one of the things i am discovering from working on my d.min project/dissertation is how generous most academics are with their time and unfortunately how non-generous some others are. i have written before concerning how amazed i was with the incredibly fast and positive response of those involved with john stott ministries and the incredibly slow and negative response from a couple of people i would have considered friends or at least strong acquaintances (if you can’t tell i’m still a little bitter about this but i am trying to let it go). as i finish my proposal and prepare to submit it i am again amazed by the generosity of the many academics with whom i have talked. two different professors at uwsp have willingly loaned me their time and expertise. my research has absolutely nothing to do with their research. they have nothing to gain from helping me (other than maybe a cup of coffee or some homemade cookies) and yet they are very willing to review things for me and make suggestions for improvement. i am very thankful for their help.
the latest example of this is dr. maggie watson, a professor in the communicative disorders department, who has graciously agreed to review the survey i will use to quantify my research. i felt pretty good about the survey i had originally developed. i modeled it on several others i found in other people’s research. you can see it here. pam recommended that i run it past maggie. pam said she is a wiz when it comes to this stuff. so i asked her and she has been gracious enough to evaluate it. her changes were small but should make a dramatic difference in the data i garner from my research. you can see it here. one small change she suggested that i believe will make a huge difference is to never have odd numbered choices on the survey. i had originally asked them to answer “strongly agree / agree / undecided / disagree / strongly disagree.” maggie suggested getting rid of the “undecided” choice by either going to 4 or 6 possibilities (i went with 6). this forces the one tested to make a choice. brilliant.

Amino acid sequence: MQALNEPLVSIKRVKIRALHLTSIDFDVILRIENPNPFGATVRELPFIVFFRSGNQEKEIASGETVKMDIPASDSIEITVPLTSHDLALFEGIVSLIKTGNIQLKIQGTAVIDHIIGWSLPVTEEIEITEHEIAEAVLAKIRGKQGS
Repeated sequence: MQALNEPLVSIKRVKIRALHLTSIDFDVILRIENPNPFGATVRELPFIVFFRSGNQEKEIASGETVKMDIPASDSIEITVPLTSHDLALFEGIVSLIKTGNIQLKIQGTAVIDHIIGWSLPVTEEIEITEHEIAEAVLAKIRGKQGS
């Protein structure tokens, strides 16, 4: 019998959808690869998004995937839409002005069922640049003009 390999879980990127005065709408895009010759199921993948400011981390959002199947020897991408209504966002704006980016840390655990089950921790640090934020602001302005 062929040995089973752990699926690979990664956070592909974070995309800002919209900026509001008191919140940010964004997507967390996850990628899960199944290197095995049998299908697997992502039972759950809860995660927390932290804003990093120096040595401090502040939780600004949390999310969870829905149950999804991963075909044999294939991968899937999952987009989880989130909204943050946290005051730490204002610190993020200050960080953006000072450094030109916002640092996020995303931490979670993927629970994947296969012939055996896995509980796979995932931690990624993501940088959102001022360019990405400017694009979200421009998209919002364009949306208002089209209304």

anyhow i have been pleasantly surprised, though i probably shouldn’t be because it seems typical of most of the ones i conversed with, by how generous with their time the academics i have corresponded with have been concerning my research.